But the days of riding to the top of Google are over, he says, flashing up a blog post from the head of Google’s web spam team Matt Cutts, who said in late January that Google would looking at ways to to prevent “shallow or low-quality content” from doing well in its search results:
People are asking for even stronger action on content farms and sites that consist primarily of spammy or low-quality content. We take pride in Google search and strive to make each and every search perfect. The fact is that we’re not perfect, and combined with users’ skyrocketing expectations of Google, these imperfections get magnified in perception. However, we can and should do better.
Says Calacanis, this was a sign that Google was awakened to content factories, bad news for those businesses.
“The one rule of working with Google is don’t make them look stupid. If you make ‘The Google’ look stupid, they’ll f- you up,” he said — except the audience got the full F-bomb. “eHow, you’ve awoken a giant,” he went on — explaining how he’s been on the wrong end of the Google giant in the past.
Calacanis went on to say he likes Demand Media, knows executives there as well as at other so-called “content farms” and has lots of admiration for them. But they all need to change, and the solution to calming the giant is for the content to get better.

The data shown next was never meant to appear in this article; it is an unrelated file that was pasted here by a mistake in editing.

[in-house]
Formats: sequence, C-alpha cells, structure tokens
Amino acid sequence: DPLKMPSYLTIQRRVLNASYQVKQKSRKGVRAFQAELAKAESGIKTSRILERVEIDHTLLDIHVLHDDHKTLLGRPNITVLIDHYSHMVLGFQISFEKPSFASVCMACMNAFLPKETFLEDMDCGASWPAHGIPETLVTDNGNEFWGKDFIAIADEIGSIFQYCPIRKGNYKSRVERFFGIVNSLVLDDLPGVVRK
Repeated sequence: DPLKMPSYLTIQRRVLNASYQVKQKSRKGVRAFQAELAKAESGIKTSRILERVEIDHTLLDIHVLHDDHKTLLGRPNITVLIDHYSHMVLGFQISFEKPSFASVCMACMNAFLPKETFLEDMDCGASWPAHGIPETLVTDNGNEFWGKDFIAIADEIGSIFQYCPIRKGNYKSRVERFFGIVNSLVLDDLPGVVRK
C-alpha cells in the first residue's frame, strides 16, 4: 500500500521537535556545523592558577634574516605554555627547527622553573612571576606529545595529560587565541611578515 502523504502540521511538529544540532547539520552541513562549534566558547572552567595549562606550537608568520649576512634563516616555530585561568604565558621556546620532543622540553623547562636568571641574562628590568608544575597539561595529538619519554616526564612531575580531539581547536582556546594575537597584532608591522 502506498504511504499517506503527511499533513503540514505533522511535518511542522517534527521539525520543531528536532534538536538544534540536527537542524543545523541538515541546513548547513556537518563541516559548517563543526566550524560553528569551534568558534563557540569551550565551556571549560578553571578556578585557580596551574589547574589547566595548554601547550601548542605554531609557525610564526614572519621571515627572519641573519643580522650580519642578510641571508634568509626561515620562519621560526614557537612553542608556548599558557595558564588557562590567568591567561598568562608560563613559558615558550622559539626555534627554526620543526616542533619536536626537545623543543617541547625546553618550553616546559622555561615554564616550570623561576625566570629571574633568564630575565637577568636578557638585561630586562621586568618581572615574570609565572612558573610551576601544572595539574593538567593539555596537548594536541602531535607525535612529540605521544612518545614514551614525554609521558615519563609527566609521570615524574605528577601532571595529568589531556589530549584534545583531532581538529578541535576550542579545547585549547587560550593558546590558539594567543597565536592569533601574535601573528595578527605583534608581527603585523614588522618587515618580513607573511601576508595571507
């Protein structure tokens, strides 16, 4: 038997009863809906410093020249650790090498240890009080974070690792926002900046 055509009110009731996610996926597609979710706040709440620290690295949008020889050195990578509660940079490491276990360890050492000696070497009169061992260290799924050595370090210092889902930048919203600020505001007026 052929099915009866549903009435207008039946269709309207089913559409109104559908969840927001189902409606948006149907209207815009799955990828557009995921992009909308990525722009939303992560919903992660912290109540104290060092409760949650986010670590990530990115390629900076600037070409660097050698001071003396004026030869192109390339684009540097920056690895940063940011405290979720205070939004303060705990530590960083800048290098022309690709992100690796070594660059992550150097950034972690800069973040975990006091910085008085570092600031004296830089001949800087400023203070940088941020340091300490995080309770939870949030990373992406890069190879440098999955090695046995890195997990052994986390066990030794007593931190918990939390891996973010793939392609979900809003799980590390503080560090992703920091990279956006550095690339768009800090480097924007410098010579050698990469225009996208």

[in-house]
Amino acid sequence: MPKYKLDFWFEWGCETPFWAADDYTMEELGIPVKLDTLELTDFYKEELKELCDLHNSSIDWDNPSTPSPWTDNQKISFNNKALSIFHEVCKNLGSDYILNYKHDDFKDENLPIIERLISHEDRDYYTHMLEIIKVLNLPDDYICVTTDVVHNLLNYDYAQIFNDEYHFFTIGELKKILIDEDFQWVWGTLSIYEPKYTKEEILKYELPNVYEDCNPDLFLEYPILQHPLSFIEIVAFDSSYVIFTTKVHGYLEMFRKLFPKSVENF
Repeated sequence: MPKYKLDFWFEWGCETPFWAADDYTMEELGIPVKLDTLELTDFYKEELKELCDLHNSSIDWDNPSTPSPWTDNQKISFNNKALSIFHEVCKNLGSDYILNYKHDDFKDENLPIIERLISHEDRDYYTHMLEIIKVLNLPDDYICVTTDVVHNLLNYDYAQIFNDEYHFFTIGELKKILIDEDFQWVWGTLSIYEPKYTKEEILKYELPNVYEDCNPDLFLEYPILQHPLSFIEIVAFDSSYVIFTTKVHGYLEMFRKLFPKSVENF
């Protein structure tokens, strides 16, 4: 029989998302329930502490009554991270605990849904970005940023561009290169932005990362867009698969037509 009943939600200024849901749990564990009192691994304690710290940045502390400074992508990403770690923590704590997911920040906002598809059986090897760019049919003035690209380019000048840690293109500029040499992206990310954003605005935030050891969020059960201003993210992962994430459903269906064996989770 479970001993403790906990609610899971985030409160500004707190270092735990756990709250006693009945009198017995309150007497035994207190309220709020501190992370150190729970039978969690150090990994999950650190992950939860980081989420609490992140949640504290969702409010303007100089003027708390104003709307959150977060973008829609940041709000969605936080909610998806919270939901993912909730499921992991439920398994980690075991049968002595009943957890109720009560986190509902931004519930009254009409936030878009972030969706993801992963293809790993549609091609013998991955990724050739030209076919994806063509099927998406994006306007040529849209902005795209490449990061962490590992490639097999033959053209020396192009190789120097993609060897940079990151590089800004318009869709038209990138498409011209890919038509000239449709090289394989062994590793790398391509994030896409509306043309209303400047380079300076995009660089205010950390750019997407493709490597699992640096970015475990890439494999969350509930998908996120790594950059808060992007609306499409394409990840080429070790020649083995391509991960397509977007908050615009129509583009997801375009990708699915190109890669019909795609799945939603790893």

Stop The Internet Pollution
“We have to look in the mirror and ask, ‘Is this what we want create for our users?’ We are polluting the internet.”
Now Mahalo spends $100s to $1,000s on each page to ensure better content, Calacanis says. “It’s good for business if we get back to focusing on quality … we have to switch.”
Calacanis shows a “How to cook a turkey” page on Mahalo which he says has tons of good video content, the decries it has to compete against 17 different articles from eHow on every variation of how someone might want to cook a turkey. “Do you guys understand now why I’m going insane?”
Going on, he said: “We’re going to make high quality content, and I will ride Google every day until I’m number one for ‘How to cook a turkey’.”
Calacanis also asks the advertisers at the event not to support poor content. “You shouldn’t put your ads next to sub-par content. We will not make content unless we have an expert. Demand Media will make content if someone will take $10.”
He warns again about Google: “Google is figuring it out. eHow makes Google look stupid.”
Last week, Calacanis says the Mahalo Xylophone article got updated, at the cost hundreds of dollars, with lots of videos. “But I can sleep at night again.”
Looking at the page myself quickly, I see what appear to be two original videos. I don’t know how much more content has been added overall compared to the old article. I suspect no single page is really going to explain how to play any musical instrument in any depth.
Calacanis concludes with a question to his competitors: “Are you making content we can be proud of or pissing off Google?”
See also: Demand Media & Being “The Best Click” On Google for a related article from the event today.